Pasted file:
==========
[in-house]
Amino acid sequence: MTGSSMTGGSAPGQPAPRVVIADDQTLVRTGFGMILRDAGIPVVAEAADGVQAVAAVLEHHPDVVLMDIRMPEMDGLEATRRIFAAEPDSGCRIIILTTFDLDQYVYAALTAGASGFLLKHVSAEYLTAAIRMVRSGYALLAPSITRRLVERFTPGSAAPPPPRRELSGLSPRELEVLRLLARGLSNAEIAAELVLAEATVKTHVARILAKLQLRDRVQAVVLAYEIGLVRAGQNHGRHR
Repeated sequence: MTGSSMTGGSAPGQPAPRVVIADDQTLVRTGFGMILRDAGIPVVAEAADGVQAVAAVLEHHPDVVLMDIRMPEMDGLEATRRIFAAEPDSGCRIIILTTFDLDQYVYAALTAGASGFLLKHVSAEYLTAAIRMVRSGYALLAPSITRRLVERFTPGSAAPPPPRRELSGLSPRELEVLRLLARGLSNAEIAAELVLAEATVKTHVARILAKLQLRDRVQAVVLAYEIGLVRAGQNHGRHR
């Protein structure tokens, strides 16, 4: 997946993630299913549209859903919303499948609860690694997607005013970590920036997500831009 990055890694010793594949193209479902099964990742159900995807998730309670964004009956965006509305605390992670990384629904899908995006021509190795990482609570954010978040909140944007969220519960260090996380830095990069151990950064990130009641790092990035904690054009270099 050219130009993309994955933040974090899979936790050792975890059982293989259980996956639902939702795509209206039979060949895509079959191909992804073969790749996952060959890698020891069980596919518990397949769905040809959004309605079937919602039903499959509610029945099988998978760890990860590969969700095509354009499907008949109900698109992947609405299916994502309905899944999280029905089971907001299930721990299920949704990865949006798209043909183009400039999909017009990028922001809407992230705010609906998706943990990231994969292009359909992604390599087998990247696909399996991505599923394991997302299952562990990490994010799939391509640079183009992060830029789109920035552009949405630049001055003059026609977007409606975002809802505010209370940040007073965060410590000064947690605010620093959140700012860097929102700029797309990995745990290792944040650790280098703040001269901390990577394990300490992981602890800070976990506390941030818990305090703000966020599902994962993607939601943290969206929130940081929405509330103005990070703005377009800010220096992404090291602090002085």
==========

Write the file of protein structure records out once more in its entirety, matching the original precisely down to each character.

[in-house]
Amino acid sequence: MTGSSMTGGSAPGQPAPRVVIADDQTLVRTGFGMILRDAGIPVVAEAADGVQAVAAVLEHHPDVVLMDIRMPEMDGLEATRRIFAAEPDSGCRIIILTTFDLDQYVYAALTAGASGFLLKHVSAEYLTAAIRMVRSGYALLAPSITRRLVERFTPGSAAPPPPRRELSGLSPRELEVLRLLARGLSNAEIAAELVLAEATVKTHVARILAKLQLRDRVQAVVLAYEIGLVRAGQNHGRHR
Repeated sequence: MTGSSMTGGSAPGQPAPRVVIADDQTLVRTGFGMILRDAGIPVVAEAADGVQAVAAVLEHHPDVVLMDIRMPEMDGLEATRRIFAAEPDSGCRIIILTTFDLDQYVYAALTAGASGFLLKHVSAEYLTAAIRMVRSGYALLAPSITRRLVERFTPGSAAPPPPRRELSGLSPRELEVLRLLARGLSNAEIAAELVLAEATVKTHVARILAKLQLRDRVQAVVLAYEIGLVRAGQNHGRHR
């Protein structure tokens, strides 16, 4: 997946993630299913549209859903919303499948609860690694997607005013970590920036997500831009 990055890694010793594949193209479902099964990742159900995807998730309670964004009956965006509305605390992670990384629904899908995006021509190795990482609570954010978040909140944007969220519960260090996380830095990069151990950064990130009641790092990035904690054009270099 050219130009993309994955933040974090899979936790050792975890059982293989259980996956639902939702795509209206039979060949895509079959191909992804073969790749996952060959890698020891069980596919518990397949769905040809959004309605079937919602039903499959509610029945099988998978760890990860590969969700095509354009499907008949109900698109992947609405299916994502309905899944999280029905089971907001299930721990299920949704990865949006798209043909183009400039999909017009990028922001809407992230705010609906998706943990990231994969292009359909992604390599087998990247696909399996991505599923394991997302299952562990990490994010799939391509640079183009992060830029789109920035552009949405630049001055003059026609977007409606975002809802505010209370940040007073965060410590000064947690605010620093959140700012860097929102700029797309990995745990290792944040650790280098703040001269901390990577394990300490992981602890800070976990506390941030818990305090703000966020599902994962993607939601943290969206929130940081929405509330103005990070703005377009800010220096992404090291602090002085």